“You often feel tired, not because you’ve done too much, but because you’ve done too little of what sparks a light in you.”Alexander den Heijer
When I first arrived at SLU, I had a mostly clear idea of who I wanted to be. My plans for my future were all laid out in front of me, and the possibilities seemed endless. Not only was I on the pre-med track to become a future doctor, I was also newly awarded a position as a Medical Scholar, a high honor that few were chosen to be a part of. Obviously, this made me feel both important and special, and I definitely came into college standing on a bit of a pedestal. As summer swiftly faded into the fall semester of my freshman year and I began my new life, I felt myself come alive at the idea that the world was at my disposal. Until it wasn’t.
Like many college students, I excelled through high school. I didn’t really have to try all that hard to receive good grades, and I took my easy education for granted. When I came to SLU, I thought I knew what I was getting myself into. What I did not know until it was too late was that I was definitely not in high school anymore; I had officially entered the big leagues. To my immense surprise, what once was a rare occasion—receiving a B on a test—was nothing short of a luxury to receive here. As a Pre-Health major, the curriculum became much more difficult to keep up with, and in turn my sleep schedule became less of a priority and more of an inconvenience. I could no longer afford to give myself grace for making mistakes, and as time went on, I became crueler and more insensitive to myself every time I fell short. How dare my body give out in exhaustion at 3 a.m. the night before my chemistry exam! Wasn’t I aware that my entire future was riding on this grade?! I should be ashamed of myself! I was well aware just how toxic this mindset was toward both my mental and physical health, but in my head, it didn’t matter. My grades did. End of story.
After sitting inside of this dangerous state of mind for a few months, it became easy to fall further down a slippery slope of inadequacy. During this miserable period, I realized just how real imposter syndrome could manifest inside of a vulnerable person like myself if I wasn’t careful. I distinctly remember a point where I genuinely believed they may have mixed my name up with someone else’s when putting me in these high-achieving programs, because it sure did not feel like my name deserved to be held up against these other future world changers. I feared that I would be forced to watch my fellow classmates go on to win awards and save countless lives while I hung back on the sidelines, begging the coach to put me in for just a few minutes. What an absolutely discouraging feeling that was. I wasn’t sure if I’d ever overcome it.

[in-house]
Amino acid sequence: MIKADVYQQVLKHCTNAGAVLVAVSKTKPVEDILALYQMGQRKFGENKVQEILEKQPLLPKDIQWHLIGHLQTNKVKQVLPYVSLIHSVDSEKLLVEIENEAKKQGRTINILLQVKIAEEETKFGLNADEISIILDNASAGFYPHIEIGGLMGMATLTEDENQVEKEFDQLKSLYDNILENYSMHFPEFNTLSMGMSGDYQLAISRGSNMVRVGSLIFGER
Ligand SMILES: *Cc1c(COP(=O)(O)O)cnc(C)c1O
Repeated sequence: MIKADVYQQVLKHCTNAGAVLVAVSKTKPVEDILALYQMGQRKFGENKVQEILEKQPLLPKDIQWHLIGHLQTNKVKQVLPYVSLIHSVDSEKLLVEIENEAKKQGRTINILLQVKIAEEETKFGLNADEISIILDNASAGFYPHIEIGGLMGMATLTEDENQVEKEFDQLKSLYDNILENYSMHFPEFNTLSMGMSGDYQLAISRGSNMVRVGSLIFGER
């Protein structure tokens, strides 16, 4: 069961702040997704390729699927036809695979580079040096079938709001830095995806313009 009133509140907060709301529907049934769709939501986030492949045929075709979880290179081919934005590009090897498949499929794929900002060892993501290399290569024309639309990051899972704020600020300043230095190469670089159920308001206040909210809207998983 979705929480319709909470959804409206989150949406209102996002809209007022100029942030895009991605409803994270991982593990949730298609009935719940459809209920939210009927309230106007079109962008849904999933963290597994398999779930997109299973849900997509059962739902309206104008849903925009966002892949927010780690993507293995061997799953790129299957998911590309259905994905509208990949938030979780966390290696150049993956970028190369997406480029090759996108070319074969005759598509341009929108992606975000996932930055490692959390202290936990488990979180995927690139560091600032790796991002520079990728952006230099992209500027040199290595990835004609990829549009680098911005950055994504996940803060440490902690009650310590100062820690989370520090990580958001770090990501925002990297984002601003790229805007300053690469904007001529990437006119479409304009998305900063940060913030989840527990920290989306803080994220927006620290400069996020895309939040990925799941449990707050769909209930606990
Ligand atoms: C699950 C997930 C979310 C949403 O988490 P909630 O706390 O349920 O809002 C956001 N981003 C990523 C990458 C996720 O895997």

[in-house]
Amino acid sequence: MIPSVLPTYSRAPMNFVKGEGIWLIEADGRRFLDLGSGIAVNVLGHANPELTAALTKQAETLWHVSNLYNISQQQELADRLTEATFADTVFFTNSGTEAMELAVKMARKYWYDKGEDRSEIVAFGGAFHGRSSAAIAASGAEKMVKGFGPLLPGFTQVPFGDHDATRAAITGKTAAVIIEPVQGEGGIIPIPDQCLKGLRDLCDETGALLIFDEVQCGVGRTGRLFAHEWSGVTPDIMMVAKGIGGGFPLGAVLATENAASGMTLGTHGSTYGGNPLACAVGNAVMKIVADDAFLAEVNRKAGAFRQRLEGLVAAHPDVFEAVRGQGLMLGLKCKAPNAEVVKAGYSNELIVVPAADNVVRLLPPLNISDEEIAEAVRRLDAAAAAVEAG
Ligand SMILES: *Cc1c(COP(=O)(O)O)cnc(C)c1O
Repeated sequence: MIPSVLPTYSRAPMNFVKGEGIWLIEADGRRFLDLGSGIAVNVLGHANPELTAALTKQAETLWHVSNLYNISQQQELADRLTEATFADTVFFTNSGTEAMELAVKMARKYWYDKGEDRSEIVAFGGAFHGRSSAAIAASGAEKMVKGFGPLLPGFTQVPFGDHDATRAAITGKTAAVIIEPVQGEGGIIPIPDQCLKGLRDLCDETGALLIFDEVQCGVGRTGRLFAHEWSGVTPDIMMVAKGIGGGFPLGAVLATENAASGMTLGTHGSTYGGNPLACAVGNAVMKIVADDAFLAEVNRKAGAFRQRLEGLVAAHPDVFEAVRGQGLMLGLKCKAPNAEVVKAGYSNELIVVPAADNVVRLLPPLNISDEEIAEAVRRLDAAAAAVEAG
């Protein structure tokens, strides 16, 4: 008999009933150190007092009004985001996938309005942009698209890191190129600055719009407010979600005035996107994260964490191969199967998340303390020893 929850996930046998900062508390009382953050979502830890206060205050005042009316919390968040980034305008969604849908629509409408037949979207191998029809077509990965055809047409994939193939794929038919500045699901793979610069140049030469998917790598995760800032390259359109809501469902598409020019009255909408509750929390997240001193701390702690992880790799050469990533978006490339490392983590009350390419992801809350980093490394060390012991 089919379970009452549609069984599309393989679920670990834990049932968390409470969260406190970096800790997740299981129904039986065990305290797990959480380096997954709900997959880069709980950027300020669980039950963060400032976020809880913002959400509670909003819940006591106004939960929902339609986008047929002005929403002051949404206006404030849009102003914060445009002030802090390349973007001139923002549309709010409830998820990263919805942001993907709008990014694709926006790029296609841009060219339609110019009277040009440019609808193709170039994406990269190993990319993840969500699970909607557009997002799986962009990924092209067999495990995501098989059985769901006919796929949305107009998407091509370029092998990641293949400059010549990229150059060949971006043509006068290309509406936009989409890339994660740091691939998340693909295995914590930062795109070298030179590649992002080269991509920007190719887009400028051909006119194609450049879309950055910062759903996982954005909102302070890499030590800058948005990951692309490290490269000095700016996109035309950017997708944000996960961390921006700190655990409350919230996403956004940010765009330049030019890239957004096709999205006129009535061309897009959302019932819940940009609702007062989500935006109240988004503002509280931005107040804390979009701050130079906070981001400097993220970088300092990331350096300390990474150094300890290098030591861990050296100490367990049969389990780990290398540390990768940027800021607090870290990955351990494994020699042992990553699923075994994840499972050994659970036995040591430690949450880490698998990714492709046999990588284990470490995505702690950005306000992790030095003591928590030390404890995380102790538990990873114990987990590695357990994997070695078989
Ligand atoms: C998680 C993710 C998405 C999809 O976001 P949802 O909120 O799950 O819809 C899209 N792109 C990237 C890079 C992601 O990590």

I slowly self-destructed for the next three months before being gripped with the realization that I could not afford to think like this. While I was feeling sorry for myself over what I thought was a failed attempt at achieving my future goals, I temporarily forgot about all of the people it took to get me here. A fierce combination of my family, friends, former coaches, teachers, mentors and everyone else whose shoulders I stood on to see past this enormous wall of everything stacked against me. All of the people I have leaned on that are currently holding their breaths, patiently waiting to see who I will become. When I was at my lowest here, I learned to temporarily borrow their strength as I slowly regained my own. I thought of these people that invested so much of themselves into me so that I could even be in this position. I can’t let them down. I can’t let myself down either. I won’t.
Maybe I am not cut out for this life. However, there is one thing I know for sure: if this path is not meant for me, then someone is going to have to physically pry it out of my hands. I have not come this far simply to lie down and let go of everything I have accomplished thus far. I’m not sure if I have what it takes to become a doctor, but I can rest assured knowing that I will do whatever it takes to find out. No amount of insufficient letter grades written on my papers in red ink is going to take what is rightfully mine. This I know for certain. Now, as spring slowly rolls over into the summer season, I am excited to take these next three months to find myself once again and gain back my confidence that has long been buried under math textbooks and sleep deprivation. Once I accomplish this, my life can really begin again, and I can hardly wait.